in nature; we can never access it, but we are within it, and it has some causal constraint on us.

    McDowell's view is nonetheless distinct from Davidson's; we can appeal to experience as a source of justification because experience is already conceptual in form. Of course any particular experience cannot serve as the ultimate grounds of justification; but we shouldn't think that we are entitled to such ultimate grounds in any case. Knowledge is never totally absolute, and we humans continually intellectual advancements over our history.

    I mainly read this book because of it is frequently referred to by the contemporary literature at large. I didn't learn anything new though. McDowell's points have all been argued for by philosophers like Kant, Heidegger, Merleau-Ponty (among other post-Kantian continental philosophers). Sure, McDowell neatly lays out a precise argument targeted at analytic philosophers. But I think Sellars has already done that in

    . One could say that Sellars is notoriously difficult to read, but I think McDowell isn't that much clearer as a writer.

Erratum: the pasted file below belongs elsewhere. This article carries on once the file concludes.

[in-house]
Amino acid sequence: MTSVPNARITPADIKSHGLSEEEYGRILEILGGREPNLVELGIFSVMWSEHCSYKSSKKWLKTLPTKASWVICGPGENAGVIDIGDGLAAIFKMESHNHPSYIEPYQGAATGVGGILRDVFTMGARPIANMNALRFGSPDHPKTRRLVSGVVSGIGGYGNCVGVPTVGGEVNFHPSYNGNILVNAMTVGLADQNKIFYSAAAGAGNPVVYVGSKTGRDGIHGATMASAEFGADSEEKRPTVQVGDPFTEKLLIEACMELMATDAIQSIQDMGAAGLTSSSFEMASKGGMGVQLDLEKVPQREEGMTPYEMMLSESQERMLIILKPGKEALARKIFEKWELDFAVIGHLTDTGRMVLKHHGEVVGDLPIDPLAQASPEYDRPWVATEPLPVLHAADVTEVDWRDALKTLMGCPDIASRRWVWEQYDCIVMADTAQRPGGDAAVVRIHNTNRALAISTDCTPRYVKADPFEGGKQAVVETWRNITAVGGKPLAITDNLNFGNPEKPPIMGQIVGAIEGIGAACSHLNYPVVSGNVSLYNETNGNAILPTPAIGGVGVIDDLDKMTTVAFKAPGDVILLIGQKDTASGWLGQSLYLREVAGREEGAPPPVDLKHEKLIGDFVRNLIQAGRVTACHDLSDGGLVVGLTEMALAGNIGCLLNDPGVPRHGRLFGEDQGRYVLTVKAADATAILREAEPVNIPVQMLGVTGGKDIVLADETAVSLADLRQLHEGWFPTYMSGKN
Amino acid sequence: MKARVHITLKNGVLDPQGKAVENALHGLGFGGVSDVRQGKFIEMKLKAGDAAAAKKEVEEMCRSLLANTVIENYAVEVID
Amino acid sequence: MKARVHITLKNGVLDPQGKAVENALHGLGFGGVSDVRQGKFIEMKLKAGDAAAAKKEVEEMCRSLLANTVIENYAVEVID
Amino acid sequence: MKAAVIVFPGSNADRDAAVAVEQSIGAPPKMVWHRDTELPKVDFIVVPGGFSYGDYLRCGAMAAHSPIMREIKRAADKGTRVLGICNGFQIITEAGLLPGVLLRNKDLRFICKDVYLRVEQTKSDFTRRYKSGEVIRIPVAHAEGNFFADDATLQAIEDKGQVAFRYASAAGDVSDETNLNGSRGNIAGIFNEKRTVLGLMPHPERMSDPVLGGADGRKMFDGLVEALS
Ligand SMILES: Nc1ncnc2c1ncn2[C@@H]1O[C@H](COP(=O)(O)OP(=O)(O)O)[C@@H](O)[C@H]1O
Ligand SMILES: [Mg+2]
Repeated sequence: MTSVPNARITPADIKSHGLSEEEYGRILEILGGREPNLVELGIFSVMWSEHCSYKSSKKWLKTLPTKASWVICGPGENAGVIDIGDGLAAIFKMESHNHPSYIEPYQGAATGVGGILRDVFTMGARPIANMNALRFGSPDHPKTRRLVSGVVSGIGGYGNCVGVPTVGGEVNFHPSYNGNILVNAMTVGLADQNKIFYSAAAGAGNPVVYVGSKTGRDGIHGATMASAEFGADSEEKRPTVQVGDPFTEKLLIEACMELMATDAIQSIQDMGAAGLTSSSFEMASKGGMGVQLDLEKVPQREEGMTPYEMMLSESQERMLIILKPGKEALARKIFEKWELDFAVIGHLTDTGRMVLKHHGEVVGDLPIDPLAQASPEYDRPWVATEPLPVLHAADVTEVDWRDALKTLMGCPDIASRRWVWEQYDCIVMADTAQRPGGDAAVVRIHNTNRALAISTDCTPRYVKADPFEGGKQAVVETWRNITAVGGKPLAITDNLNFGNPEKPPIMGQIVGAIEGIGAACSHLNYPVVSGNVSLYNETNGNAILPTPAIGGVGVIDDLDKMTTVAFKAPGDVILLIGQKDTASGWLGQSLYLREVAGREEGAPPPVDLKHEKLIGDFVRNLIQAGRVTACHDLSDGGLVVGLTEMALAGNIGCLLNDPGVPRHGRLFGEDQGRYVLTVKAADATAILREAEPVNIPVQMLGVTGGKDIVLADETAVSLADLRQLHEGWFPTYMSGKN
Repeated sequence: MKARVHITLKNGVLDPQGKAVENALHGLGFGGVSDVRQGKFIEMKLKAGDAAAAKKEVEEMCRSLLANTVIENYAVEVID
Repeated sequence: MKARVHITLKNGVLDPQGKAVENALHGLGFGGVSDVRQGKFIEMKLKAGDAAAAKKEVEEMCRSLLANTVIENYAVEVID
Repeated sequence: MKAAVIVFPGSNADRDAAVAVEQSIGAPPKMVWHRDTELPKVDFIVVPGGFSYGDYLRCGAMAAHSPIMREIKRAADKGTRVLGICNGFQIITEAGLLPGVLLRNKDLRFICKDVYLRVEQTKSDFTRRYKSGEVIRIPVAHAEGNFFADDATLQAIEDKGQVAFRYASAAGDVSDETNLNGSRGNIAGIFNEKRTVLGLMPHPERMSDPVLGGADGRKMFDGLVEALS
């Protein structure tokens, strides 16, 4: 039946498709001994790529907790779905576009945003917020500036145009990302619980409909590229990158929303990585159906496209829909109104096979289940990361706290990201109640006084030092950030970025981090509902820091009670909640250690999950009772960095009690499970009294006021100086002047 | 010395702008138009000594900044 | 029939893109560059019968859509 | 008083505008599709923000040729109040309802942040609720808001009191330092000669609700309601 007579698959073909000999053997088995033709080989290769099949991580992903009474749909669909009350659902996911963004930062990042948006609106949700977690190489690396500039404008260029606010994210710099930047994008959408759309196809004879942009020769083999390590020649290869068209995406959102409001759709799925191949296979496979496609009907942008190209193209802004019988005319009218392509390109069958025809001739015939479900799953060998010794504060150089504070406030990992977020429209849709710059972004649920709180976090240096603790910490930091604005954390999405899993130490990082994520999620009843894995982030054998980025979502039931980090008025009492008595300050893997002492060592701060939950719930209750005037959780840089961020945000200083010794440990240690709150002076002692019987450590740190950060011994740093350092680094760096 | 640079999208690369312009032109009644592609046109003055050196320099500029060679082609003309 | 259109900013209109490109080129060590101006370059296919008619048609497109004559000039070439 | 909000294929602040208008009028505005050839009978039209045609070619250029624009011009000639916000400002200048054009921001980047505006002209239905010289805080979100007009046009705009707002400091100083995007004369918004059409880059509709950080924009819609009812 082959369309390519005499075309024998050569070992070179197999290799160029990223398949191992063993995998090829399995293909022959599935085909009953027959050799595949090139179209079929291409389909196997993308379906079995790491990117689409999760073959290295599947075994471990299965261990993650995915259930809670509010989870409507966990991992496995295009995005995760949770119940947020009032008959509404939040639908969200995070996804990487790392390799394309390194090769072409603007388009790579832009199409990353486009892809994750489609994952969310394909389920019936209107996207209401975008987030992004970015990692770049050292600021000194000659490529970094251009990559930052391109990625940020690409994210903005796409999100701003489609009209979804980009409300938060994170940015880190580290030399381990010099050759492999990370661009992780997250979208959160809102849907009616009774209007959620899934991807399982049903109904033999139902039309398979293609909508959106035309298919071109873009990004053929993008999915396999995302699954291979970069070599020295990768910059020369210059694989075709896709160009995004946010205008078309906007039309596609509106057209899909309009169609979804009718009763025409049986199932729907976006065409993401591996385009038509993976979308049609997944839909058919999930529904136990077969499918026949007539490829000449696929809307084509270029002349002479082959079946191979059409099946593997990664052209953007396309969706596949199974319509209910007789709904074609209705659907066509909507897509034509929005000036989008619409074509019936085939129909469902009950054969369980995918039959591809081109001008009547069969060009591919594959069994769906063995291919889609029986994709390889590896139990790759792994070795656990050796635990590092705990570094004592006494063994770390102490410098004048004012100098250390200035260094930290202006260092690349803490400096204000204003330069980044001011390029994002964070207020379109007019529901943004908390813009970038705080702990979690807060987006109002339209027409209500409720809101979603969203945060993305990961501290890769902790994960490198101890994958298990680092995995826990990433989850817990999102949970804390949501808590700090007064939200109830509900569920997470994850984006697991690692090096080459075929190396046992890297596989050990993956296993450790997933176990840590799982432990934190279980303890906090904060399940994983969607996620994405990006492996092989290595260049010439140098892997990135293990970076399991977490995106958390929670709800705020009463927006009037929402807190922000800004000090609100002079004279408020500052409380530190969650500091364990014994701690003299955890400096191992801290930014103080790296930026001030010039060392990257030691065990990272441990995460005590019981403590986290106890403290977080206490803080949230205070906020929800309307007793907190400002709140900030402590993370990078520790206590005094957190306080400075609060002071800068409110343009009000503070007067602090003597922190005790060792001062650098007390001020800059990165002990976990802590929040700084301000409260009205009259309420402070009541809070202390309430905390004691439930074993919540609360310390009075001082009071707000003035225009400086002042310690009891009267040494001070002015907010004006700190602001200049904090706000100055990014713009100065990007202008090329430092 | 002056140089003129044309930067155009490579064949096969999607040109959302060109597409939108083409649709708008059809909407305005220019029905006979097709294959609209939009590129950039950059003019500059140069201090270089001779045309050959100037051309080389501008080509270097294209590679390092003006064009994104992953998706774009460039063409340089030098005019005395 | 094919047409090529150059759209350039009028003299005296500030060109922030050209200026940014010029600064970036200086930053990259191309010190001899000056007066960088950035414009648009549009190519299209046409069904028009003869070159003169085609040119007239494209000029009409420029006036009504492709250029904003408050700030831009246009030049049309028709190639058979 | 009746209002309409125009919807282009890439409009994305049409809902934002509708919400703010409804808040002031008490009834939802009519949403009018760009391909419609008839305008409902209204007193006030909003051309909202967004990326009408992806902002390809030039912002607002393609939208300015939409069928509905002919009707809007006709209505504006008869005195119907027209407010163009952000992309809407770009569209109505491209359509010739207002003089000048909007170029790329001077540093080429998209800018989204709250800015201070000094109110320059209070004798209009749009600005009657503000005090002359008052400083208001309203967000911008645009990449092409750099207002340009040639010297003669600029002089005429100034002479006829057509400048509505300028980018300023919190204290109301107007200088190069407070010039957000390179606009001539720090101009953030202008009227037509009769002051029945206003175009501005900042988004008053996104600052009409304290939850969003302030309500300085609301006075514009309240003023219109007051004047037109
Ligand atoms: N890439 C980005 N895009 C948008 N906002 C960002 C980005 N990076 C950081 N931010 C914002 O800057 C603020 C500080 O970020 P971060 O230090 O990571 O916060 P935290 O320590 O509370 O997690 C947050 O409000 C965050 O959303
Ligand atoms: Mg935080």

The fame of McDowell's book shows to me that the Anglo-American philosophers McDowell addressed had severe misunderstandings of Kant, and were ignorant of continental philosophical traditions. Only in that case could McDowell's work be so 'groundbreaking'. I'd nonetheless recommend this book to readers interested in Kantian epistemology and Wittgensteinian skepticism.

  • Otto Lehto

    I disagree with the author, but I must admit the book contains many great insights.

    The book revisits the Kantian idea that perception must be shaped by our conceptual capacities (our capacity for reason, freedom, and language). It builds a carefully constructed case by engaging with contemporary authors, but the basic premise is a form of neo-Kantian epistemology. To be clear, I do NOT have an objection to this Kantian project - only to McDowell's formulation of it.

    His central claim? That in

    I disagree with the author, but I must admit the book contains many great insights.

    The book revisits the Kantian idea that perception must be shaped by our conceptual capacities (our capacity for reason, freedom, and language). It builds a carefully constructed case by engaging with contemporary authors, but the basic premise is a form of neo-Kantian epistemology. To be clear, I do NOT have an objection to this Kantian project - only to McDowell's formulation of it.

    His central claim? That in order to show how perception can ground judgment (e.g. belief), we must be able to say that the same capacities must operate in perception that operate in our "higher" faculties. To sum up: the mind is in touch with reality, which has conceptual form, directly, and this is possible because we are "rational animals" whose faculties are shaped by that rationality.